MYSTERIOUS WORLD OF A
by JAMES K. LOEBBECKE
Director—Auditing Programs, Executive Office
Audits are constructed [ike icebergs: what is visible—the auditors report—is a minor portion of the total bulk. Most corporate financial people understand that the auditor's opinion on the fairness of a company's financial statements is based on a general set of professional standards—and that these standards help assure the quality of the work performed. But few non-auditors realize the extent of the activities required for the auditor to deliver his opinion.
Should the non-auditors be concerned about the nature of an audit? I think so, particularly if one is a member of executive management, the audit committee, or the board of directors. These groups have direct dealings with auditors. They make accounting and systems decisions, provide data to auditors to facilitate the audit, respond to auditor inquiries, and discuss a myriad of problems with the auditors. Such matters can certainly be dealt with more effectively by persons who understand the workings of the audit process.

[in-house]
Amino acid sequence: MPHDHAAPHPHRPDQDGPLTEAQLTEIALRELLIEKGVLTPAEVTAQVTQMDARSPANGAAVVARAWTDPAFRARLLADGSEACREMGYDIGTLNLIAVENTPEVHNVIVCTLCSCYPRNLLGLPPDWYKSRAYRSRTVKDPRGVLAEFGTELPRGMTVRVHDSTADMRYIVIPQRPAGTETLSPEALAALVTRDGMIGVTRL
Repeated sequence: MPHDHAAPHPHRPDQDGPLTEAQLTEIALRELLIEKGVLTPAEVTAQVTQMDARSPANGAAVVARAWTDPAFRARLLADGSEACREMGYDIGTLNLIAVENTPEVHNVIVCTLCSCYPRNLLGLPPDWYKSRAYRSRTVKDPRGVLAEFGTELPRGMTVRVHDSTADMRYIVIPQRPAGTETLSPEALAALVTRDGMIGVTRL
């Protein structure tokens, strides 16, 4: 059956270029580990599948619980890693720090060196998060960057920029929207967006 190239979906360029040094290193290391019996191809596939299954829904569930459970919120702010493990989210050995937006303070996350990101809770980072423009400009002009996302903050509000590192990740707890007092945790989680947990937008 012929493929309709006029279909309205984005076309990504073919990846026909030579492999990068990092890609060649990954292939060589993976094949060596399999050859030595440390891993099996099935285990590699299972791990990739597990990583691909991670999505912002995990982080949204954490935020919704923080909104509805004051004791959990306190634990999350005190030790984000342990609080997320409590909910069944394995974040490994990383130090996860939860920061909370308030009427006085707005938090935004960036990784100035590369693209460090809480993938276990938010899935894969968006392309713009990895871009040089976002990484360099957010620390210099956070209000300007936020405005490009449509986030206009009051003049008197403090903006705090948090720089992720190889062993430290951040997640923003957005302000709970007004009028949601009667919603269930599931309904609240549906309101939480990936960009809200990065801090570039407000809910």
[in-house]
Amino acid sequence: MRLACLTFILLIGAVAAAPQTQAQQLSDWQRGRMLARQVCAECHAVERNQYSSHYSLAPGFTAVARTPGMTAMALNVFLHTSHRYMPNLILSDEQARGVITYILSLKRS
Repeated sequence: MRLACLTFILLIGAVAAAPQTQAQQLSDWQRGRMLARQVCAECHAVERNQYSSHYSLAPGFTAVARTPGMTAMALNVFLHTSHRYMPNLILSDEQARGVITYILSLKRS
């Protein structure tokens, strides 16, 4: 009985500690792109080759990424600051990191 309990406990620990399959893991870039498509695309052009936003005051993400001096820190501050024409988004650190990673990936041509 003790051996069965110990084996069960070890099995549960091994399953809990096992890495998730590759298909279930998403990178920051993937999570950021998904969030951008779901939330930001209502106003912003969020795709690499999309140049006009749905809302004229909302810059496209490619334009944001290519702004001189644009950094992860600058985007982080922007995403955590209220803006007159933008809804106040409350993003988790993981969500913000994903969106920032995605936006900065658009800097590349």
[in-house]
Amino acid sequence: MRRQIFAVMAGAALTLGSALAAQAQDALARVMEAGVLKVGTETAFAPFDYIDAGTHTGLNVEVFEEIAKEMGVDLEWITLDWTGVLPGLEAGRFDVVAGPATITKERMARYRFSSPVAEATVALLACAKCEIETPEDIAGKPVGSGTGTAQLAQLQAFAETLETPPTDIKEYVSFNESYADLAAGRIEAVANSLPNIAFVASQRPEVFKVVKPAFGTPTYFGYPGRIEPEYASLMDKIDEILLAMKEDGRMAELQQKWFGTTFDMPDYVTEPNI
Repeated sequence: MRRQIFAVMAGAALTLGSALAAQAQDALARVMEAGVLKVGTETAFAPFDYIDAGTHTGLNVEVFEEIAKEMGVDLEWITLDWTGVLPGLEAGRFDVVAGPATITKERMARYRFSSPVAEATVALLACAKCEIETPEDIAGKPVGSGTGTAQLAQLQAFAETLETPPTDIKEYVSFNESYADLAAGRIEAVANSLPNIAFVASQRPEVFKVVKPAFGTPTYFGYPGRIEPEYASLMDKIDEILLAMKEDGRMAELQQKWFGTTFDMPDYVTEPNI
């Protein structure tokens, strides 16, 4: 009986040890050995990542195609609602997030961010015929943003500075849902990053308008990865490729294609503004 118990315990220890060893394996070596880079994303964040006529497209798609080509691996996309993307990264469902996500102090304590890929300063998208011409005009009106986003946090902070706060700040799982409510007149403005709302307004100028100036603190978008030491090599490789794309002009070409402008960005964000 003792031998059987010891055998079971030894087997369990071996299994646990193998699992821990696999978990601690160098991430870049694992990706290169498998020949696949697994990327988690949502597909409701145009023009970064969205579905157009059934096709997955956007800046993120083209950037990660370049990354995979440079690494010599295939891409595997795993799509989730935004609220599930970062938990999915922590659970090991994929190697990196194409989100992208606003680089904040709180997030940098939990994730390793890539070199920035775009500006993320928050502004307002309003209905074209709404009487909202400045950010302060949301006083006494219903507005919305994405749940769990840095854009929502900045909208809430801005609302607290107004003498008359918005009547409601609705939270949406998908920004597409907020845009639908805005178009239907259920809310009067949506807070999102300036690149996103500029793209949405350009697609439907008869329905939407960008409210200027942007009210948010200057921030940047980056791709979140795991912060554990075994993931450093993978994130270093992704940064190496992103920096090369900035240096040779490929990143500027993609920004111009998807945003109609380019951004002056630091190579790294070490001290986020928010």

From the auditor's perspective, an audit is a method by
which he becomes reasonably satisfied, at an acceptable cost, that the economic events that represent the client's operations have been properly reflected in its financial statements. The balance between reasonable satisfaction and acceptable cost is important. For although the auditor must perform all work necessary to reach a proper opinion, there are economic limits to the scope of his work. Thus, a series of judgments must be made about trade-offs between audit costs and the value of the information to be obtained.
The concepts of reasonable satisfaction and acceptable cost also give a clue to what an audit is not. It is not a guaranty that there are no misrecorded transactions, incorrect accounting judgments, omitted disclosures, or committed frauds. However, the chances of these condi-tions existing in a material amount are greatly minimized through the audit process. They are minimized to the point where only a small fraction of all auditors' opinions have been found to be incorrect when professional standards were diligently followed.